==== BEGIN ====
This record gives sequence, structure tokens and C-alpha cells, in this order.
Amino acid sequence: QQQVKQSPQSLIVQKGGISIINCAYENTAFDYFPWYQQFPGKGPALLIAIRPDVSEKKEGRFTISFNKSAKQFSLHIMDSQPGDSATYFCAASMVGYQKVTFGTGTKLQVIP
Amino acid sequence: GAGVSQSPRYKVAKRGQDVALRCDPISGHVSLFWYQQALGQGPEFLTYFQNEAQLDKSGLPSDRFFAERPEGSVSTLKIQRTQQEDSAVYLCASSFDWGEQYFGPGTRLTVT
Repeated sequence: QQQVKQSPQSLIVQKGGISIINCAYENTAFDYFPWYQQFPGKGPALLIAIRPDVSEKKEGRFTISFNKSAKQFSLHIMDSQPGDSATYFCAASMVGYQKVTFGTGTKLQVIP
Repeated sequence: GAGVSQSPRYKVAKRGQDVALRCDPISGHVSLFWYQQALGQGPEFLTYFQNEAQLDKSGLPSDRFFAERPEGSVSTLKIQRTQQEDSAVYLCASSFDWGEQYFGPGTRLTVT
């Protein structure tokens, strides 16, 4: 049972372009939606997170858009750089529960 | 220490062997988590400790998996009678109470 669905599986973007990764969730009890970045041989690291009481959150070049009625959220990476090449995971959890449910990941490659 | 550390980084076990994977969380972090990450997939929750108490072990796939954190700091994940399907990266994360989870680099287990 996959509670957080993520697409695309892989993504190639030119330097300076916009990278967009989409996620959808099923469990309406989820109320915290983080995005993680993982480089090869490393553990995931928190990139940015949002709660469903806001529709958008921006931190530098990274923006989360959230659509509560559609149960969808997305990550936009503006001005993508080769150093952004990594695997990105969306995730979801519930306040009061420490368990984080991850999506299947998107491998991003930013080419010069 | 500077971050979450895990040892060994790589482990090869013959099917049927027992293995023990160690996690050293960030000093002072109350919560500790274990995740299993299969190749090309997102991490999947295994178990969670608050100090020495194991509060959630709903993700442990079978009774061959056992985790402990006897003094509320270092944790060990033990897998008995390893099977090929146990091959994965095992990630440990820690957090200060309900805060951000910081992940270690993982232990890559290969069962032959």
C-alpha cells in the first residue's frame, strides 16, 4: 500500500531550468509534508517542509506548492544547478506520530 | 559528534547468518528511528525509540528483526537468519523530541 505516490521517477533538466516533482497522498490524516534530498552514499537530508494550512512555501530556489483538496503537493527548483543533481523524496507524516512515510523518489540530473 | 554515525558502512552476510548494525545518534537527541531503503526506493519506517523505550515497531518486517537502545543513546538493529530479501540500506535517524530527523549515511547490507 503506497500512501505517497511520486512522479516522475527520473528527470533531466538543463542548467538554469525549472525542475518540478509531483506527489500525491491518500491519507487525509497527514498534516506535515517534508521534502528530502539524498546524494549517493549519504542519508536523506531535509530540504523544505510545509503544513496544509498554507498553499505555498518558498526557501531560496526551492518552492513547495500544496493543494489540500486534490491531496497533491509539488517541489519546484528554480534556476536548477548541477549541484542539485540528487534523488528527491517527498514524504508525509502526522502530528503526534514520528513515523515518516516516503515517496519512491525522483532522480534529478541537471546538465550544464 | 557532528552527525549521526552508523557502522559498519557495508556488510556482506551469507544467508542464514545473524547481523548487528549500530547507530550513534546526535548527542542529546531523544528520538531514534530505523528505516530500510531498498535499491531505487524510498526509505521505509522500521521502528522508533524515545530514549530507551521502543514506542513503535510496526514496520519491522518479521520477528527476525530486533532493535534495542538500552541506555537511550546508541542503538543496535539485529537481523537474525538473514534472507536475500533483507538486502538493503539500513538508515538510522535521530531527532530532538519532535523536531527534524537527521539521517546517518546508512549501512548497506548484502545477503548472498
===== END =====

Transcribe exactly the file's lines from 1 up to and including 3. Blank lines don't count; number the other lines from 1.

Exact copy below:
This record gives sequence, structure tokens and C-alpha cells, in this order.
Amino acid sequence: QQQVKQSPQSLIVQKGGISIINCAYENTAFDYFPWYQQFPGKGPALLIAIRPDVSEKKEGRFTISFNKSAKQFSLHIMDSQPGDSATYFCAASMVGYQKVTFGTGTKLQVIP
Amino acid sequence: GAGVSQSPRYKVAKRGQDVALRCDPISGHVSLFWYQQALGQGPEFLTYFQNEAQLDKSGLPSDRFFAERPEGSVSTLKIQRTQQEDSAVYLCASSFDWGEQYFGPGTRLTVT